Definition of school phobia and fear of schools
A phenomenon studied since the 19th century, school phobia is a very strong anxiety corresponding to the fact that young people are no longer able to go to school. The mere idea of having to go to school triggers a panic attack that can only be resolved when the young person is sure of staying at home.
School phobia: when school or a colleague becomes a source of anxiety
The diversity of manifestations that make up school phobia does not allow for a consensual definition. The most frequently cited definition is that of Ajuriaguerra, who defines it as a “situation of children who, for irrational reasons, refuse to go to school and resist with very strong panic reactions when they are forced to do so”. There is this notion of irrational fear because it seems difficult to understand that school can become such a strong source of anxiety.
When we talk about school phobia, we are talking about anxiety disorders. School is perceived as a phobogenic situation. It is as if all these fears were circumscribed around this object. The defensive mechanism used is that of avoidance (which is also found in all other forms of phobias).
School break-up as a cause of school phobia
The school environment is in essence the place of learning, both intellectually and socially, and is thus one of the privileged places for the expression of anxiety disorders. The diversity of manifestations that make up school phobia makes it more difficult to study than other forms of phobia. Moreover, the term “school phobia” is often questioned because it does not fit the traditional descriptions of other phobias. The object of the excessive fear is not clearly identified or associated with anything (teacher, classroom, teasing, leaving home, etc.). It is also too often interpreted as the young person’s own will, when in fact the young person is suffering from the situation. For irrational reasons, young people who suffer from it can no longer go to school, not because of lack of interest but because it makes them considerably anxious.
School phobia or school refusal?
Consequently, some researchers prefer the term “school phobia” to “school refusal” or “anxious refusal of school” because they have less psychopathological connotations. In a large proportion of cases, particularly for the youngest, this disproportionate resistance can be associated with a manifestation of separation anxiety disorder in the child, i.e. the intense anxiety felt at times when he or she finds himself or herself isolated from his or her parents, even for a short time. As school is intrinsically a separation instance between parent and child, it tends to trigger panic reactions that are certainly even more important than in other similar situations, but it is not the real object of the disorder.
Similarly, this break in schooling may be a result of performance anxiety expressed in the fear of doing badly and failing. As school is also a forum for evaluation and inter-individual comparison, it can be emotionally damaging for the individual, who will then systematically try to avoid returning to it. These two cases show how the panic fear of going to school cannot be explained exclusively by phobia in the strict sense of the term. However, in common usage, school phobia is a term used to describe long-lasting behaviours of insistent and irrational refusal to go to school, leading to extremely intense anxiety behaviours.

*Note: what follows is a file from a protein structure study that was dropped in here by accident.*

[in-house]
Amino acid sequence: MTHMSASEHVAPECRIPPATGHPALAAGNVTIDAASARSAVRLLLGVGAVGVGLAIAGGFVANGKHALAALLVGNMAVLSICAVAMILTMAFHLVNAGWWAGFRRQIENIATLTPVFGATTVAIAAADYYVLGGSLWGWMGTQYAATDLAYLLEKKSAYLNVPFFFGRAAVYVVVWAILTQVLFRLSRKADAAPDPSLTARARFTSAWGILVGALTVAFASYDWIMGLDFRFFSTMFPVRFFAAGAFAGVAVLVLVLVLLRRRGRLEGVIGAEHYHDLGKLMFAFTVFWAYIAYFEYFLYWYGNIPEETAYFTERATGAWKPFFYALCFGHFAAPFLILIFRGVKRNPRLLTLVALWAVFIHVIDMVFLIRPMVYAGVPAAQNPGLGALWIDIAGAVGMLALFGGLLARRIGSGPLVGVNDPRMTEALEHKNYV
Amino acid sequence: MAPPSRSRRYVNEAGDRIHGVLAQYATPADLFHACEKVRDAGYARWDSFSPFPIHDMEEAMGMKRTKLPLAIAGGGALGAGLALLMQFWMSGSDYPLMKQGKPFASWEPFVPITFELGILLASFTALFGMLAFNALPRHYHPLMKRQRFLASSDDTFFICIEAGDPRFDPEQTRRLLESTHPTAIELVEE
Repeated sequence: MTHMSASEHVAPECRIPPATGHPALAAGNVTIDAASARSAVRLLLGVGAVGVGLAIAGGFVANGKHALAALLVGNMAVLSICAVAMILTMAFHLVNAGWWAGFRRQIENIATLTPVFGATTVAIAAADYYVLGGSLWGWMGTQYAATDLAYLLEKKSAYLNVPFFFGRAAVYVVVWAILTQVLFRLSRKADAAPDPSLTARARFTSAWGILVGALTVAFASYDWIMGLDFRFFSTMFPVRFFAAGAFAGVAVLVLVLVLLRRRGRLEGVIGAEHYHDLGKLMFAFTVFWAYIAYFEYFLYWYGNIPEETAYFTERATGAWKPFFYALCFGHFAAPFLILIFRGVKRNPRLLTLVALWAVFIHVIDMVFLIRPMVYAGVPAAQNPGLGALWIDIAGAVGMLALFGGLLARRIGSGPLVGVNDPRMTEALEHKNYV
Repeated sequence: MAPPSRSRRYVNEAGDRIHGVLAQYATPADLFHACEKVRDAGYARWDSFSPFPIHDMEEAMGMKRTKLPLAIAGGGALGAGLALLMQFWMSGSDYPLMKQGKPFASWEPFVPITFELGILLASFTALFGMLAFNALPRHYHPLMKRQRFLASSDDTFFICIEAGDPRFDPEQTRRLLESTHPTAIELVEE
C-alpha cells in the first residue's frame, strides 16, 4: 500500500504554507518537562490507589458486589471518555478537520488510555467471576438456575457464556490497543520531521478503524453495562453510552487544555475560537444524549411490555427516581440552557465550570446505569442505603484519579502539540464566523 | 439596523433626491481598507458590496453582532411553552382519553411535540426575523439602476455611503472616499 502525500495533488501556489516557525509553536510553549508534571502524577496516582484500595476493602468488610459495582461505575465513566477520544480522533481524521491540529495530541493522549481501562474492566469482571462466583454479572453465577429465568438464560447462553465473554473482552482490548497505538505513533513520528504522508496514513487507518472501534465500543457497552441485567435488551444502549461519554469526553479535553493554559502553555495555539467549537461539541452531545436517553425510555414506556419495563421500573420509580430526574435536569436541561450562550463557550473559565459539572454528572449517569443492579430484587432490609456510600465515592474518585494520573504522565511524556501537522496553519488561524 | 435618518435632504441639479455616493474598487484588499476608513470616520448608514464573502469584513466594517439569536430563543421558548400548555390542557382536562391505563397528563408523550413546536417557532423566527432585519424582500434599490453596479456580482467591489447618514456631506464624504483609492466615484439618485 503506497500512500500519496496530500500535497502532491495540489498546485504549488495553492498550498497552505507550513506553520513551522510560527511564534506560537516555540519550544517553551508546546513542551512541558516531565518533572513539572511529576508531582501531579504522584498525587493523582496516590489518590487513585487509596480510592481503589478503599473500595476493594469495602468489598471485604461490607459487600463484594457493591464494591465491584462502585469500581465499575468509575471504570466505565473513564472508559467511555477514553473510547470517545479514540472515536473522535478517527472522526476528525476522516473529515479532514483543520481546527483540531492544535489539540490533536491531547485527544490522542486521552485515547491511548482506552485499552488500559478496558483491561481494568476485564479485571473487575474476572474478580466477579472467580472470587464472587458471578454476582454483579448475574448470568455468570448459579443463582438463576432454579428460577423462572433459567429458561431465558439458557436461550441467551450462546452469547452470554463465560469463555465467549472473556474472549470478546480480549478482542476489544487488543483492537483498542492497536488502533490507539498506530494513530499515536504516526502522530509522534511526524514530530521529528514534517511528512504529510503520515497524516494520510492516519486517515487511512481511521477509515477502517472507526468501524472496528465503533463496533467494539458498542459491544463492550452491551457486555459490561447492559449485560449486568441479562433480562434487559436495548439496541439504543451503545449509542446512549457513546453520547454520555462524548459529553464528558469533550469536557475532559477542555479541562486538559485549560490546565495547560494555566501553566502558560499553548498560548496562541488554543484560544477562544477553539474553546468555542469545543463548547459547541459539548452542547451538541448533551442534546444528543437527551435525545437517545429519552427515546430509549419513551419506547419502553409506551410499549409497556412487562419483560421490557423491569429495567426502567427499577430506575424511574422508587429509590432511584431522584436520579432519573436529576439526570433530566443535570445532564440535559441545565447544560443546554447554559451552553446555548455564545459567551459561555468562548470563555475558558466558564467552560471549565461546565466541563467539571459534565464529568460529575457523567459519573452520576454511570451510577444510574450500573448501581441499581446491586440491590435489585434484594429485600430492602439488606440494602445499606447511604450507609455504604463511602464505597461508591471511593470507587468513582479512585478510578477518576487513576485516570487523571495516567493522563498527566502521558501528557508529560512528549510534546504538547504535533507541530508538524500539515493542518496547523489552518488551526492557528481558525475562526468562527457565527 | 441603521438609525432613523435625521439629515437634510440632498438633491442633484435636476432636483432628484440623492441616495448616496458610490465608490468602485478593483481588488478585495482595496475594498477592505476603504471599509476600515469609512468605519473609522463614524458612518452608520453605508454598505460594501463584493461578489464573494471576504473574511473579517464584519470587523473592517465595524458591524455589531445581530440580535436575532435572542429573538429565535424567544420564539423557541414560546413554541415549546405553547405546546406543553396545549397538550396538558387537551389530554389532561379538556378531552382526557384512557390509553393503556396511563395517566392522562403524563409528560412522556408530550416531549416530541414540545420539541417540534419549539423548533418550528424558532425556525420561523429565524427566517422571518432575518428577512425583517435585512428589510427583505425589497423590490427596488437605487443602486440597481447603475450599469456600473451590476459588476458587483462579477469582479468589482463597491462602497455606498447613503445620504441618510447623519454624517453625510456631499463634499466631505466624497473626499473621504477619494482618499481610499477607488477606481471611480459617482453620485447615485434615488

School phobia: an increasingly common phobia
According to studies, the number of children suffering from school phobia varies between 0.3 and 1.7%. More recent studies indicate that this rate has now reached 3%. The increase of this disorder is probably explained by the increasing investment of parents in schooling. Parents have more demands and concerns for their children. They want to see their success at an increasingly early age. The age of onset of disorders is mainly between 11 and 13 years, which corresponds to the start of secondary school. The prevalence is highest at this age. However, there are two peaks for school phobias: one at around 5 or 6 years of age, which corresponds to the age of entry into the first grade, and the other in the second grade at around 15 or 16 years of age. Girls are more represented at 5-7 years of age and boys are in turn more represented at 15-16 years of age. These young people generally have a normal or even above-average intellectual level (IQ). They are not failing at school, far from it, but their need to obtain good marks is underpinned by the demands of the social and family sphere.
Consult as soon as possible to limit the consequences of school phobia
Multiple factors can be at the origin of school phobia: bullying, performance anxiety (fear of not meeting parental requirements), humiliation by peers, fear of evaluation, fear of separation. It is this multiplicity of causes that makes it difficult to estimate precisely the number of children who suffer from it.
School phobia is a disabling condition that seems to be on the increase. Young people are unable to go to school. It needs to be detected as early as possible by child psychiatrists and doctors, but also by teachers, because the consequences are obvious in the short and medium term.